Old is gold. The elderly have the time and freedom for meaningful pursuits. City News takes a look at the senior citizens who count themselves in.
|CN PHOTOS OF BILLY LIM AND MABEL LIM: MICHAEL CHAN. OTHERS: COURTESY OF INTERVIEWEES.
A snapshot of Singapore’s population shows that there are approximately 300,000 people aged 65 and above. The number is expected to treble to 900,000 in 20 years’ time. How many of these senior citizens are likely to remain in gainful employment and for how long?
A recent survey by Russell Investments and The Nielson Company on how Singaporeans are planning for their retirement shows that 70 percent of the respondents believe they will need some part-time work to supplement their retirement income. Apart from monetary issues, retirement is a period of one’s life when a person is no longer fully engaged in the pursuit of making a living or in a full time vocation. But retirement isn’t for everyone: there are those who may want a change of vocation, to pursue their passion or simply to relax and enjoy life in their golden years.
A profile of how some Singaporeans who are living in or approaching their golden years shows that a fair number of retirees are still a force to be reckoned with.
Take Billy Lim, a student at the School of Theology. Lim is doing his Advanced Certificate in Theology this year. What makes him stand out from his 690 classmates is his head full of silver hair. Being 80 years of age qualifies him as the oldest student that SOT has ever seen.
Lim has had a colorful career as a civil servant as well as in the private sector before retiring at 62. He has drawn admiration from many of his classmates who feel he outpaces them in terms of energy and enthusiasm. Lim enrolled in SOT in answer to God’s calling for his life after the passing of his wife a few years ago. He is independent and does not live with his children (although his family regularly visits). He does not have domestic help, and is spritely and in the pink of health.
Another retiree enrolled in the SOT this year is Mabel Lim Hong Choo. Not one to sit back in retirement, this purpose-driven retired teacher decided to take a year of sabbatical to study God’s Word and strengthen her faith. After she finishes her course at SOT, she is considering relief teaching as a post-retirement option.
Margaret Lam Chway May is 73 and a retiree from the accounting and finance sector since the age of 60. A fervent Christian, Lam worships in City Harvest’s Dialect Church. In her free time, she does freelance accounting work, but spends most of her time socializing and catching up with friends. Lam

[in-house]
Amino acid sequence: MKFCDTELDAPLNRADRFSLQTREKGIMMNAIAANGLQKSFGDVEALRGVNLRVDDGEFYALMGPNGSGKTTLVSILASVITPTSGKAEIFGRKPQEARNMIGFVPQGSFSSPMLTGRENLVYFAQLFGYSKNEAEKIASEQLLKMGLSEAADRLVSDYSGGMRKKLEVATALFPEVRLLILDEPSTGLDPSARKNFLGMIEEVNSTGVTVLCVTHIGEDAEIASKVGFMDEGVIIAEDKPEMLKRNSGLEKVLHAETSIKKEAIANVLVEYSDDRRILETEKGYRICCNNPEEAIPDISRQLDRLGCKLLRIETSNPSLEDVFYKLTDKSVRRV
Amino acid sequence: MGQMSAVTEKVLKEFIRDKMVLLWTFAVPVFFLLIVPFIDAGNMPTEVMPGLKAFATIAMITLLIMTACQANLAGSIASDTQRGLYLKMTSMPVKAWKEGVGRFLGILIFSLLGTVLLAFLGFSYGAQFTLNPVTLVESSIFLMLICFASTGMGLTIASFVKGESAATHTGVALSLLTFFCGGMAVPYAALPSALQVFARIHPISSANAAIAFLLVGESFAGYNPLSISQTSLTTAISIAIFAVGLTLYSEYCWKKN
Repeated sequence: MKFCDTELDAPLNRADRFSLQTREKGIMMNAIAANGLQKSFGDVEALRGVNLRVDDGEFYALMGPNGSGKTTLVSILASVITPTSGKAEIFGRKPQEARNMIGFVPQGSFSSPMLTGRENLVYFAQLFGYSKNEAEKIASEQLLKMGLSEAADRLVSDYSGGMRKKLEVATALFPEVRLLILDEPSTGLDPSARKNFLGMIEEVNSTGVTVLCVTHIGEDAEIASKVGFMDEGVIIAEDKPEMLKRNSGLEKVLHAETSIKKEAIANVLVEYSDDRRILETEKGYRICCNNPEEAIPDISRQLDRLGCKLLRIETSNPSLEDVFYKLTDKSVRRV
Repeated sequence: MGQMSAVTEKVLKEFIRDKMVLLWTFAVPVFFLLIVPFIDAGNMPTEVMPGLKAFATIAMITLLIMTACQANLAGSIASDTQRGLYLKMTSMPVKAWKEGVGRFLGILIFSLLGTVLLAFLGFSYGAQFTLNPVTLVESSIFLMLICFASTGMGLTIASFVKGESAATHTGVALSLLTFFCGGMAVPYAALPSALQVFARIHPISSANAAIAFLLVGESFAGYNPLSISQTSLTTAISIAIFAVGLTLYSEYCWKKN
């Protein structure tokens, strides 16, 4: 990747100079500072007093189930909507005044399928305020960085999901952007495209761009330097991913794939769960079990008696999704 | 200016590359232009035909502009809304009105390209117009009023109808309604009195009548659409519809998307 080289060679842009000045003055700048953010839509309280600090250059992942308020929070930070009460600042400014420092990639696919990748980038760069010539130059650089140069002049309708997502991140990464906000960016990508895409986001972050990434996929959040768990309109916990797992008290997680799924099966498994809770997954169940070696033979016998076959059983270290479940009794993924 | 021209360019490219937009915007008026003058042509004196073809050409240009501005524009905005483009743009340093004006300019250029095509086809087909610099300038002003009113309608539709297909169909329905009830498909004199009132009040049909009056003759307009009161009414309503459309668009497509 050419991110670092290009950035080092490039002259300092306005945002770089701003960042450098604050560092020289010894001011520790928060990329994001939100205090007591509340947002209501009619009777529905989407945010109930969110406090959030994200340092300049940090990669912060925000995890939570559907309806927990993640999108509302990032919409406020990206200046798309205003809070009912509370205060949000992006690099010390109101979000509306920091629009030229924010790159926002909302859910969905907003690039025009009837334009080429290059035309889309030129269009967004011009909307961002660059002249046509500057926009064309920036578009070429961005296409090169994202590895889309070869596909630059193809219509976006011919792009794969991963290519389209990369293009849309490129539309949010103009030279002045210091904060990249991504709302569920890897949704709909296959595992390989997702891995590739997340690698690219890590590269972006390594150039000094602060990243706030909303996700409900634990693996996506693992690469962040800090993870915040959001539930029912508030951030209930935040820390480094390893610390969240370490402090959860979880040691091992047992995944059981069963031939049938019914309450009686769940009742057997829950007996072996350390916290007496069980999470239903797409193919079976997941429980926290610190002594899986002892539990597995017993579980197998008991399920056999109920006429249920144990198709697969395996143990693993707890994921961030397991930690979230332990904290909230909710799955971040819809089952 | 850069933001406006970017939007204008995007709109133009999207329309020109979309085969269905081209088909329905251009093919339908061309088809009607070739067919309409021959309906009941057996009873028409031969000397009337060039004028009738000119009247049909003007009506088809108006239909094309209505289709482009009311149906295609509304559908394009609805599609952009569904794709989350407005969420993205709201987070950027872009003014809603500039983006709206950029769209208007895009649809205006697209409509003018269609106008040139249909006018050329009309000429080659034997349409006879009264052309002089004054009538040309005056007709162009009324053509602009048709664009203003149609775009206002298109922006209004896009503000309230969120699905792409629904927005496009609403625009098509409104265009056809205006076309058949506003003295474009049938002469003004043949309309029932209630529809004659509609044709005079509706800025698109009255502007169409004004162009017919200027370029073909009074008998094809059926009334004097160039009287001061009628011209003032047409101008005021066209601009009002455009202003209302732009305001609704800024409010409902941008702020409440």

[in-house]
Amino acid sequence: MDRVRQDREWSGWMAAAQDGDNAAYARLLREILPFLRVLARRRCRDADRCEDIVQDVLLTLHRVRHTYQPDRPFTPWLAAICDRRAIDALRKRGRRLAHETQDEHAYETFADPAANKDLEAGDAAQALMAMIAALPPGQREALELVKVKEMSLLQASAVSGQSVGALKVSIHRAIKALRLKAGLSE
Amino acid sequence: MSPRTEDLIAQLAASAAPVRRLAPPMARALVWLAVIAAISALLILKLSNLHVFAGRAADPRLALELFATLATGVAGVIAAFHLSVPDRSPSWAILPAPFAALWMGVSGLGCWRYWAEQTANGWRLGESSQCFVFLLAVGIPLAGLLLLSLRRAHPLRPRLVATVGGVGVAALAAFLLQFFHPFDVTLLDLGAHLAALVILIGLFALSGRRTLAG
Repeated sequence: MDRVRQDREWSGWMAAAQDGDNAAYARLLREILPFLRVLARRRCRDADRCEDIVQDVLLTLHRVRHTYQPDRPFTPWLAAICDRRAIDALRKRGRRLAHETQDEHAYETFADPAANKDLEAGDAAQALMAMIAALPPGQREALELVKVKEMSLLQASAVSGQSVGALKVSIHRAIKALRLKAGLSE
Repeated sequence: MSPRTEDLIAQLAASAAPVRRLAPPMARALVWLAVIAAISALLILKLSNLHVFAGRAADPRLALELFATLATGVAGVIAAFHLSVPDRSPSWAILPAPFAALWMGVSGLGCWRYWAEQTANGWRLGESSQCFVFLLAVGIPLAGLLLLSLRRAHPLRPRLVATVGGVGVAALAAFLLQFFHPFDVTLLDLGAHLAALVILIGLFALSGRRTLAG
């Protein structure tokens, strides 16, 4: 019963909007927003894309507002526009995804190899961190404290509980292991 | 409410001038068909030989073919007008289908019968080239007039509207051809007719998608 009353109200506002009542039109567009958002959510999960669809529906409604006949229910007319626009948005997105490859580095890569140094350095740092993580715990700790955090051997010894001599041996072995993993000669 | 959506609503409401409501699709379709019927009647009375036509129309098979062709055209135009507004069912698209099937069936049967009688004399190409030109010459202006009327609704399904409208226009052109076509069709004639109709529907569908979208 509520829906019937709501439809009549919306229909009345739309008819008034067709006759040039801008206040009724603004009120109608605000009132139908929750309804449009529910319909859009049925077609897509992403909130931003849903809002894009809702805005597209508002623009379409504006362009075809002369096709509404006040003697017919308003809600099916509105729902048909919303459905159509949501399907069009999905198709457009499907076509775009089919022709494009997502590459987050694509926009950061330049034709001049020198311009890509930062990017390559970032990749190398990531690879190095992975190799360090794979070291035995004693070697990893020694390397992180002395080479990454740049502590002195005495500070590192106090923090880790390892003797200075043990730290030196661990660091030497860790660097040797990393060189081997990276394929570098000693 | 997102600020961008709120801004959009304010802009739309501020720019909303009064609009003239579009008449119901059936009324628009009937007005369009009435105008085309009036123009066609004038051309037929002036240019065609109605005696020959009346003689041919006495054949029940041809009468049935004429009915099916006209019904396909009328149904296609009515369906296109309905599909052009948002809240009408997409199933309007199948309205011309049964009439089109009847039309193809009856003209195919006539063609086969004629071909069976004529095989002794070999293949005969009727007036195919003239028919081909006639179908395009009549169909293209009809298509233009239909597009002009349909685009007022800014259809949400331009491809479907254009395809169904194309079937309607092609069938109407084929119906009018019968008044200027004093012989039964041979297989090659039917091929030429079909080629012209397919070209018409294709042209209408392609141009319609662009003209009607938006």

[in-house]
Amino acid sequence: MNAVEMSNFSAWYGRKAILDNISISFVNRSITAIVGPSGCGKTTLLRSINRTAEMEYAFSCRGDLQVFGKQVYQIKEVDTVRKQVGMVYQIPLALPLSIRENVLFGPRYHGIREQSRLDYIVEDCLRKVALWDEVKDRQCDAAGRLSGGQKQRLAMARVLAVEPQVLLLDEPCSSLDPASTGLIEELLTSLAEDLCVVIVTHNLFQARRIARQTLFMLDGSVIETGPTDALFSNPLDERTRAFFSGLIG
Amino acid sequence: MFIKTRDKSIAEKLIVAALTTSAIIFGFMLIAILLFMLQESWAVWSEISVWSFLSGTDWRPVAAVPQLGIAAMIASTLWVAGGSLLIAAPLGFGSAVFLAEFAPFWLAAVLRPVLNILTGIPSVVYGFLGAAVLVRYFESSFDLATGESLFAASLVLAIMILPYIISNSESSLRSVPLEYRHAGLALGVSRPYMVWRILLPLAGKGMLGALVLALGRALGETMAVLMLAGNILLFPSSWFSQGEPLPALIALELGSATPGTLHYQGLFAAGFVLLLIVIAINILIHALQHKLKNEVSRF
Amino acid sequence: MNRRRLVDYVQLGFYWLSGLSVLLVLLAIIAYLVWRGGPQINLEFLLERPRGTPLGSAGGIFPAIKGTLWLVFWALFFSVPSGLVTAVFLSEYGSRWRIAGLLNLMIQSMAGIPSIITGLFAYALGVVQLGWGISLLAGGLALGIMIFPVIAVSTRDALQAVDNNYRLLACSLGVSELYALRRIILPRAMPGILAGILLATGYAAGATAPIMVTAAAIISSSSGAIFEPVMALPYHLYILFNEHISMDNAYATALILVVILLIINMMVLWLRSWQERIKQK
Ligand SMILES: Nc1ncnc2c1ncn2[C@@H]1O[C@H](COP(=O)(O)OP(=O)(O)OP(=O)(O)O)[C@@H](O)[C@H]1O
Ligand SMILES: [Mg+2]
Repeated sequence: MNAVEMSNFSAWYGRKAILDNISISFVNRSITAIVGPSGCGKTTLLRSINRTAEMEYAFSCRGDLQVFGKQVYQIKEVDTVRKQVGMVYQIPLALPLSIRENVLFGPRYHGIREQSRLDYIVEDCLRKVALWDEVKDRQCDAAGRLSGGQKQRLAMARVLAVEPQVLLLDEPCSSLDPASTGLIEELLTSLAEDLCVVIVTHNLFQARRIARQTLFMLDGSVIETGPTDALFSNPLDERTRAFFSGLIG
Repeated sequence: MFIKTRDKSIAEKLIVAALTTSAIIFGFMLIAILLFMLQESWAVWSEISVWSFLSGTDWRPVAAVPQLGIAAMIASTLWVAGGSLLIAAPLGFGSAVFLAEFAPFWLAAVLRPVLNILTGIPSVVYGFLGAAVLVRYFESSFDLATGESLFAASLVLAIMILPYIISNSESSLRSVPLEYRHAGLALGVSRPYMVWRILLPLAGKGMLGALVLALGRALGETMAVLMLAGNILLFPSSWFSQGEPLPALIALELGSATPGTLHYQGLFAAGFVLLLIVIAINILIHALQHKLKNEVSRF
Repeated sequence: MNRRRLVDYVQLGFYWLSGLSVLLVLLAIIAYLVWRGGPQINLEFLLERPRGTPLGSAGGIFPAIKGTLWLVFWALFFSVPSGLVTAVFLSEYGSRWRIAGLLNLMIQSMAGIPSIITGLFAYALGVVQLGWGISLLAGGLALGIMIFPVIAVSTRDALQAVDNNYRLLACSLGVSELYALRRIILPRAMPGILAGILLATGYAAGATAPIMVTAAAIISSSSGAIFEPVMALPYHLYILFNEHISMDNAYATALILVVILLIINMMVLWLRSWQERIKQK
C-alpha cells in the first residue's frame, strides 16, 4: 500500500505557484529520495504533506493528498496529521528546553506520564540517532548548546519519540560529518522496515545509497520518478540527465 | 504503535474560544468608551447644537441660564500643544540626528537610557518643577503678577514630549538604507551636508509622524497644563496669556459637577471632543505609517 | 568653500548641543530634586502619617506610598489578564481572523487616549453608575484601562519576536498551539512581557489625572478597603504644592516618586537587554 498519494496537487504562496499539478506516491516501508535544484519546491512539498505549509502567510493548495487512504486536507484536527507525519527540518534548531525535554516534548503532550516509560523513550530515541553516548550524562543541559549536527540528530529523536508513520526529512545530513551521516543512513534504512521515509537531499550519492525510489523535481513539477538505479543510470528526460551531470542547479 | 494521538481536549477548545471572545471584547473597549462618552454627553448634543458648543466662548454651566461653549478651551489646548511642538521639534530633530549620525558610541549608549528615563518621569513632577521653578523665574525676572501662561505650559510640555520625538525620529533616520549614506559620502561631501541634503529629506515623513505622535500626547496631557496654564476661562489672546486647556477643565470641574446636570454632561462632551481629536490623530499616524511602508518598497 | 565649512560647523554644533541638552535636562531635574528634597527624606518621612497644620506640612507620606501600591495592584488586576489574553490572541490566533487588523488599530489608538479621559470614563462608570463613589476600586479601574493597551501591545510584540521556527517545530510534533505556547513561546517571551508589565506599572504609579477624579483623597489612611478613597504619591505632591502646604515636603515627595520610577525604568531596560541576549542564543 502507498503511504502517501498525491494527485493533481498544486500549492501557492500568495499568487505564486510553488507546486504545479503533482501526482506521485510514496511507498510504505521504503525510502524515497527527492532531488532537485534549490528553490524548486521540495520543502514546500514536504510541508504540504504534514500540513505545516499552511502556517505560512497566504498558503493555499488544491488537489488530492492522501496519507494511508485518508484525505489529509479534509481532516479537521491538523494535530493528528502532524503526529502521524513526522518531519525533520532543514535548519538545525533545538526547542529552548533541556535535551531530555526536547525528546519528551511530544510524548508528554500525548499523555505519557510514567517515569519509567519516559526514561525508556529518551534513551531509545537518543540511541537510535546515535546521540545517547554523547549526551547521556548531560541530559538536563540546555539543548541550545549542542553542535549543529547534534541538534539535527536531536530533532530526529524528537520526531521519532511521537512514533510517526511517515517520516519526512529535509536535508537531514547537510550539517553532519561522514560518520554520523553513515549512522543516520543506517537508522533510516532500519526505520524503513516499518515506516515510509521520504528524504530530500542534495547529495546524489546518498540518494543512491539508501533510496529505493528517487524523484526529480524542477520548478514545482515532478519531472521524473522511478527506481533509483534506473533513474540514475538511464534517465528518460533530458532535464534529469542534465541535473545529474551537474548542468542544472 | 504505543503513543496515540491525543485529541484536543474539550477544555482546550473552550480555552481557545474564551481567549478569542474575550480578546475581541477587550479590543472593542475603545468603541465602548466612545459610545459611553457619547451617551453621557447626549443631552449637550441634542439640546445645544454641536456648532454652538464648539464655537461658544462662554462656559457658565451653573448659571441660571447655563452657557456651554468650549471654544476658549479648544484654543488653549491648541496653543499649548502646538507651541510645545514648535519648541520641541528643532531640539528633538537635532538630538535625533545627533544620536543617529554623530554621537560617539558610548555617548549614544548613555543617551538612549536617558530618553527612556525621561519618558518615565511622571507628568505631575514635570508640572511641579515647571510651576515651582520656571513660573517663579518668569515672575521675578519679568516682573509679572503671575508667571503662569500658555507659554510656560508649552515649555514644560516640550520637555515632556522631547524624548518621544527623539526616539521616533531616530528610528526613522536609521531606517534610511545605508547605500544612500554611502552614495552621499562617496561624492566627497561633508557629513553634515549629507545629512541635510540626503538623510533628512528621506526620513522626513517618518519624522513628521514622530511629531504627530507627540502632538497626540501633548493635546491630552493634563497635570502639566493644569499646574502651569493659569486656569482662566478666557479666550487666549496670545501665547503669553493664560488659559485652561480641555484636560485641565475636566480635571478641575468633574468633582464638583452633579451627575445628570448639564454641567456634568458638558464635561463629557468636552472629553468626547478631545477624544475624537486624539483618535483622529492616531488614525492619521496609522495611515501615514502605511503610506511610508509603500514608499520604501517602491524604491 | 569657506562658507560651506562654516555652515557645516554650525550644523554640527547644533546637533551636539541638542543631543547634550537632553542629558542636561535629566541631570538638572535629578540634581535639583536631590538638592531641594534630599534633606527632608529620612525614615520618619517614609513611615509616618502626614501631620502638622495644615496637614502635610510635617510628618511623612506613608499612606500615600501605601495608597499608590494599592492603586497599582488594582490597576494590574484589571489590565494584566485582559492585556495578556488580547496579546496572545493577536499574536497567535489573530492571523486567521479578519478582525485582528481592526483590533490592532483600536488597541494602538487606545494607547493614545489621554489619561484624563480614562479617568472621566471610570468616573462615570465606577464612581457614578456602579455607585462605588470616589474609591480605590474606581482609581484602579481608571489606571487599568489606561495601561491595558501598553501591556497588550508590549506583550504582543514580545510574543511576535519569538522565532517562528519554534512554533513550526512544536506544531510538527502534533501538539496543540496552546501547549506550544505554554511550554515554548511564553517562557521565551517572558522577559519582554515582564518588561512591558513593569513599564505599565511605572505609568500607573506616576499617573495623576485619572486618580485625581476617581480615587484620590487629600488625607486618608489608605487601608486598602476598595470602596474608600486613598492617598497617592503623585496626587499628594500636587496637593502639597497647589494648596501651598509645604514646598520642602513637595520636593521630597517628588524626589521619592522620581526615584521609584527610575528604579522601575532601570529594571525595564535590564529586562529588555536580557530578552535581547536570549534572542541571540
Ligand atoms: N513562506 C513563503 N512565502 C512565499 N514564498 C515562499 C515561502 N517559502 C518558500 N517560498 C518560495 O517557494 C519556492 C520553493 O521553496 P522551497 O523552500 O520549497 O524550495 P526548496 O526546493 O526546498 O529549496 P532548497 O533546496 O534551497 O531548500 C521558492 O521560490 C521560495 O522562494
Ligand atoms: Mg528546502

also undertakes voluntary community work, something which she finds extremely fulfilling.
A fellow church member of CHDC is Henry Koh, 70, an ex-tour guide who retired at age 65. He, too, is now relaxing and enjoying life, catching up with friends.
Elizabeth Lim, 52, was the Head of Fuji Xerox Global Services in Singapore and subsequently the Director of FXGS China before her semi-retirement. After coming to the end of her busy career, she is now “enjoying what I like and spending more time with my daughter.” Lim has set up a shop called Paws For Tea at a private residential estate in Lucky Heights to “help others with their well-being by advising them on eating right and exercising.” She also travels around to places like Shanghai to catch up with friends.
Lily Lim pioneered the set-up of ARCA Dance studio in September 2009. A prominent lawyer, who in “1989 left active practice but only gave up my practicing certificate this year,” engages professional dance teachers from overseas (Russia, America, the Philippines) to teach in her studio. Dance courses include the Waltz, Cha Cha, Rhumba and even the Argentine Tango.
These vibrant, driven, energetic individuals bust the myth of the elderly citizen who have retreated from both the workforce and a fulfilling lifestyle. On the contrary, they are actively looking for meaningful ways to put their time to good use. Most of them have launched into activities which they had no chance to entertain previously because they were holding full-time jobs.
One common road that most retirees take is community work, by helping those less fortunate than themselves. There are a host of programs offered by various community centers and organizations, which one may join in, not just to brighten the lives of others, but also to bring color and resonance back into their own worlds.